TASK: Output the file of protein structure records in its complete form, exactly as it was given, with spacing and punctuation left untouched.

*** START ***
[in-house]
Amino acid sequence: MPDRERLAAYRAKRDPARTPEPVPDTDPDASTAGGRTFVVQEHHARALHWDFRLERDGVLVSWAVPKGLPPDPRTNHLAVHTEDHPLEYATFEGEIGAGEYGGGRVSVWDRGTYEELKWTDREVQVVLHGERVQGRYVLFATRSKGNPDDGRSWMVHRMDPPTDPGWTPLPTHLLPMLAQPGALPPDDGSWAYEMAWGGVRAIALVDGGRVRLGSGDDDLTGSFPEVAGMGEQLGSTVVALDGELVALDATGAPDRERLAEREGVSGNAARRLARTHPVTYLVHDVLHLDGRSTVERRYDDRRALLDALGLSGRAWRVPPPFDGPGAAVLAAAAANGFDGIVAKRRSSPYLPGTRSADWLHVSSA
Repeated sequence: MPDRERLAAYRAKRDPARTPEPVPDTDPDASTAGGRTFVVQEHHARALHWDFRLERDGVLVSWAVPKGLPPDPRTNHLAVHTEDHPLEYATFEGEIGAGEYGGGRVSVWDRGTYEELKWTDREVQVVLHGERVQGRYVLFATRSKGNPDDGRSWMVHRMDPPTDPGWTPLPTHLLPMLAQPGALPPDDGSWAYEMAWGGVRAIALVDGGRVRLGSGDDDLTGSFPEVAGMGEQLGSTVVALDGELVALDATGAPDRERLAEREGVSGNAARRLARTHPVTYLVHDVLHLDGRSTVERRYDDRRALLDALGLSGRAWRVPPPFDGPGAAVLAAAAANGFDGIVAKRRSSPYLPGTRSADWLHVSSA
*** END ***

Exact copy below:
[in-house]
Amino acid sequence: MPDRERLAAYRAKRDPARTPEPVPDTDPDASTAGGRTFVVQEHHARALHWDFRLERDGVLVSWAVPKGLPPDPRTNHLAVHTEDHPLEYATFEGEIGAGEYGGGRVSVWDRGTYEELKWTDREVQVVLHGERVQGRYVLFATRSKGNPDDGRSWMVHRMDPPTDPGWTPLPTHLLPMLAQPGALPPDDGSWAYEMAWGGVRAIALVDGGRVRLGSGDDDLTGSFPEVAGMGEQLGSTVVALDGELVALDATGAPDRERLAEREGVSGNAARRLARTHPVTYLVHDVLHLDGRSTVERRYDDRRALLDALGLSGRAWRVPPPFDGPGAAVLAAAAANGFDGIVAKRRSSPYLPGTRSADWLHVSSA
Repeated sequence: MPDRERLAAYRAKRDPARTPEPVPDTDPDASTAGGRTFVVQEHHARALHWDFRLERDGVLVSWAVPKGLPPDPRTNHLAVHTEDHPLEYATFEGEIGAGEYGGGRVSVWDRGTYEELKWTDREVQVVLHGERVQGRYVLFATRSKGNPDDGRSWMVHRMDPPTDPGWTPLPTHLLPMLAQPGALPPDDGSWAYEMAWGGVRAIALVDGGRVRLGSGDDDLTGSFPEVAGMGEQLGSTVVALDGELVALDATGAPDRERLAEREGVSGNAARRLARTHPVTYLVHDVLHLDGRSTVERRYDDRRALLDALGLSGRAWRVPPPFDGPGAAVLAAAAANGFDGIVAKRRSSPYLPGTRSADWLHVSSA